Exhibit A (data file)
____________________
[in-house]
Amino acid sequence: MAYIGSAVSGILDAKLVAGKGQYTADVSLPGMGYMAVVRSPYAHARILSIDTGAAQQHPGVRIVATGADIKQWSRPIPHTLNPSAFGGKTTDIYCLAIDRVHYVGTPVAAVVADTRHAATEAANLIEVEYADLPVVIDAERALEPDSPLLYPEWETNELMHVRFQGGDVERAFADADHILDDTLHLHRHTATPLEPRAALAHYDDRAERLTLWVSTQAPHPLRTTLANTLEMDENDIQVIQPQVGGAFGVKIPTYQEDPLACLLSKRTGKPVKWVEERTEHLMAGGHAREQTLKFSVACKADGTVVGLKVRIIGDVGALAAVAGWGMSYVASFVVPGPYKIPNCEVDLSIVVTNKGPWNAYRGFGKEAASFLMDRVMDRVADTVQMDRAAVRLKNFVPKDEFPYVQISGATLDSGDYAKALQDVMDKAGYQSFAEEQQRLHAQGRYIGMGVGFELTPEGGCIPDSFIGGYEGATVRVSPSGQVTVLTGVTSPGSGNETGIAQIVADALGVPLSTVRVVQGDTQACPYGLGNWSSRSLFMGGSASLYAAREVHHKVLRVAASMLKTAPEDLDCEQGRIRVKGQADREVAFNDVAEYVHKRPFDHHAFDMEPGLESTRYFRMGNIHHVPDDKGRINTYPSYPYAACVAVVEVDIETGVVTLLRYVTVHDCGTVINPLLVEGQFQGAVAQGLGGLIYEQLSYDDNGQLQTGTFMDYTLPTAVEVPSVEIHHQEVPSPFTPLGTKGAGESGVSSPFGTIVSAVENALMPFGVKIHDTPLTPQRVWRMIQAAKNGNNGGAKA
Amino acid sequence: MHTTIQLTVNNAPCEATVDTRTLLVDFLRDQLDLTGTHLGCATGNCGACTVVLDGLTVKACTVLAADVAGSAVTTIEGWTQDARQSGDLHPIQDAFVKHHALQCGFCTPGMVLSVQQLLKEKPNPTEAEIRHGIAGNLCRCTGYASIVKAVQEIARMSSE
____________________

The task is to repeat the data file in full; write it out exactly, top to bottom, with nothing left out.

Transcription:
[in-house]
Amino acid sequence: MAYIGSAVSGILDAKLVAGKGQYTADVSLPGMGYMAVVRSPYAHARILSIDTGAAQQHPGVRIVATGADIKQWSRPIPHTLNPSAFGGKTTDIYCLAIDRVHYVGTPVAAVVADTRHAATEAANLIEVEYADLPVVIDAERALEPDSPLLYPEWETNELMHVRFQGGDVERAFADADHILDDTLHLHRHTATPLEPRAALAHYDDRAERLTLWVSTQAPHPLRTTLANTLEMDENDIQVIQPQVGGAFGVKIPTYQEDPLACLLSKRTGKPVKWVEERTEHLMAGGHAREQTLKFSVACKADGTVVGLKVRIIGDVGALAAVAGWGMSYVASFVVPGPYKIPNCEVDLSIVVTNKGPWNAYRGFGKEAASFLMDRVMDRVADTVQMDRAAVRLKNFVPKDEFPYVQISGATLDSGDYAKALQDVMDKAGYQSFAEEQQRLHAQGRYIGMGVGFELTPEGGCIPDSFIGGYEGATVRVSPSGQVTVLTGVTSPGSGNETGIAQIVADALGVPLSTVRVVQGDTQACPYGLGNWSSRSLFMGGSASLYAAREVHHKVLRVAASMLKTAPEDLDCEQGRIRVKGQADREVAFNDVAEYVHKRPFDHHAFDMEPGLESTRYFRMGNIHHVPDDKGRINTYPSYPYAACVAVVEVDIETGVVTLLRYVTVHDCGTVINPLLVEGQFQGAVAQGLGGLIYEQLSYDDNGQLQTGTFMDYTLPTAVEVPSVEIHHQEVPSPFTPLGTKGAGESGVSSPFGTIVSAVENALMPFGVKIHDTPLTPQRVWRMIQAAKNGNNGGAKA
Amino acid sequence: MHTTIQLTVNNAPCEATVDTRTLLVDFLRDQLDLTGTHLGCATGNCGACTVVLDGLTVKACTVLAADVAGSAVTTIEGWTQDARQSGDLHPIQDAFVKHHALQCGFCTPGMVLSVQQLLKEKPNPTEAEIRHGIAGNLCRCTGYASIVKAVQEIARMSSE